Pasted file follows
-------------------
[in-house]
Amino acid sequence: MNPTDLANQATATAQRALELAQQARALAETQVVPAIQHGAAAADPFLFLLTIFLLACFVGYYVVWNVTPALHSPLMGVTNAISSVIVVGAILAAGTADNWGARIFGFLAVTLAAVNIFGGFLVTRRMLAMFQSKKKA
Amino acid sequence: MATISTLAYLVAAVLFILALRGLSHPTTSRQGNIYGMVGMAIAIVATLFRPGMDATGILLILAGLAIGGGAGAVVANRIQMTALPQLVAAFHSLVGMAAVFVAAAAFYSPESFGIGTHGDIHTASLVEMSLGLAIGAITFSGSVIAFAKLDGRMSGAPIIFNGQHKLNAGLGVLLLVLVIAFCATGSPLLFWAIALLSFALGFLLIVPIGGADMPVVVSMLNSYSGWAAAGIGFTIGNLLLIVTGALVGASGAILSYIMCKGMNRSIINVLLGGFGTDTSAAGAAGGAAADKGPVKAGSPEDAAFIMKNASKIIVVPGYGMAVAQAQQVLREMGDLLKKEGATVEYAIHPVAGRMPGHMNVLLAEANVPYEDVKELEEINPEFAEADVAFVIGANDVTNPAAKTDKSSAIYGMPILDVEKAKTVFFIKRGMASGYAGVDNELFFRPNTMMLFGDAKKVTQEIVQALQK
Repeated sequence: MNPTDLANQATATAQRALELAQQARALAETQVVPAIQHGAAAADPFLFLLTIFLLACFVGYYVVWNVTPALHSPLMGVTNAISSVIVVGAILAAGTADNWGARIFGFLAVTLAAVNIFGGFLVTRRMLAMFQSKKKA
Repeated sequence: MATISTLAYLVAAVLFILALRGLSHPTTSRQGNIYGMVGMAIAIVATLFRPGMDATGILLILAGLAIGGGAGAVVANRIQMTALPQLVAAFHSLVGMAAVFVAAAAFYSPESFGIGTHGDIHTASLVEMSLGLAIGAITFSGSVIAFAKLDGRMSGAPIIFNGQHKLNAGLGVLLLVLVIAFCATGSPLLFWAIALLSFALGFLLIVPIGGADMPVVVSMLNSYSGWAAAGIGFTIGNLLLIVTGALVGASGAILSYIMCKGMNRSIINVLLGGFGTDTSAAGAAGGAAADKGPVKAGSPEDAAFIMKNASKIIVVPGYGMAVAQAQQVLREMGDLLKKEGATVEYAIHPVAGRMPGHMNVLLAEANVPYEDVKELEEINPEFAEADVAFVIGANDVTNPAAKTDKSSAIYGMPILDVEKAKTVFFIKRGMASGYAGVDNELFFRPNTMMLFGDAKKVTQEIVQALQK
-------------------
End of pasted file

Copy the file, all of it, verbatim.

[in-house]
Amino acid sequence: MNPTDLANQATATAQRALELAQQARALAETQVVPAIQHGAAAADPFLFLLTIFLLACFVGYYVVWNVTPALHSPLMGVTNAISSVIVVGAILAAGTADNWGARIFGFLAVTLAAVNIFGGFLVTRRMLAMFQSKKKA
Amino acid sequence: MATISTLAYLVAAVLFILALRGLSHPTTSRQGNIYGMVGMAIAIVATLFRPGMDATGILLILAGLAIGGGAGAVVANRIQMTALPQLVAAFHSLVGMAAVFVAAAAFYSPESFGIGTHGDIHTASLVEMSLGLAIGAITFSGSVIAFAKLDGRMSGAPIIFNGQHKLNAGLGVLLLVLVIAFCATGSPLLFWAIALLSFALGFLLIVPIGGADMPVVVSMLNSYSGWAAAGIGFTIGNLLLIVTGALVGASGAILSYIMCKGMNRSIINVLLGGFGTDTSAAGAAGGAAADKGPVKAGSPEDAAFIMKNASKIIVVPGYGMAVAQAQQVLREMGDLLKKEGATVEYAIHPVAGRMPGHMNVLLAEANVPYEDVKELEEINPEFAEADVAFVIGANDVTNPAAKTDKSSAIYGMPILDVEKAKTVFFIKRGMASGYAGVDNELFFRPNTMMLFGDAKKVTQEIVQALQK
Repeated sequence: MNPTDLANQATATAQRALELAQQARALAETQVVPAIQHGAAAADPFLFLLTIFLLACFVGYYVVWNVTPALHSPLMGVTNAISSVIVVGAILAAGTADNWGARIFGFLAVTLAAVNIFGGFLVTRRMLAMFQSKKKA
Repeated sequence: MATISTLAYLVAAVLFILALRGLSHPTTSRQGNIYGMVGMAIAIVATLFRPGMDATGILLILAGLAIGGGAGAVVANRIQMTALPQLVAAFHSLVGMAAVFVAAAAFYSPESFGIGTHGDIHTASLVEMSLGLAIGAITFSGSVIAFAKLDGRMSGAPIIFNGQHKLNAGLGVLLLVLVIAFCATGSPLLFWAIALLSFALGFLLIVPIGGADMPVVVSMLNSYSGWAAAGIGFTIGNLLLIVTGALVGASGAILSYIMCKGMNRSIINVLLGGFGTDTSAAGAAGGAAADKGPVKAGSPEDAAFIMKNASKIIVVPGYGMAVAQAQQVLREMGDLLKKEGATVEYAIHPVAGRMPGHMNVLLAEANVPYEDVKELEEINPEFAEADVAFVIGANDVTNPAAKTDKSSAIYGMPILDVEKAKTVFFIKRGMASGYAGVDNELFFRPNTMMLFGDAKKVTQEIVQALQK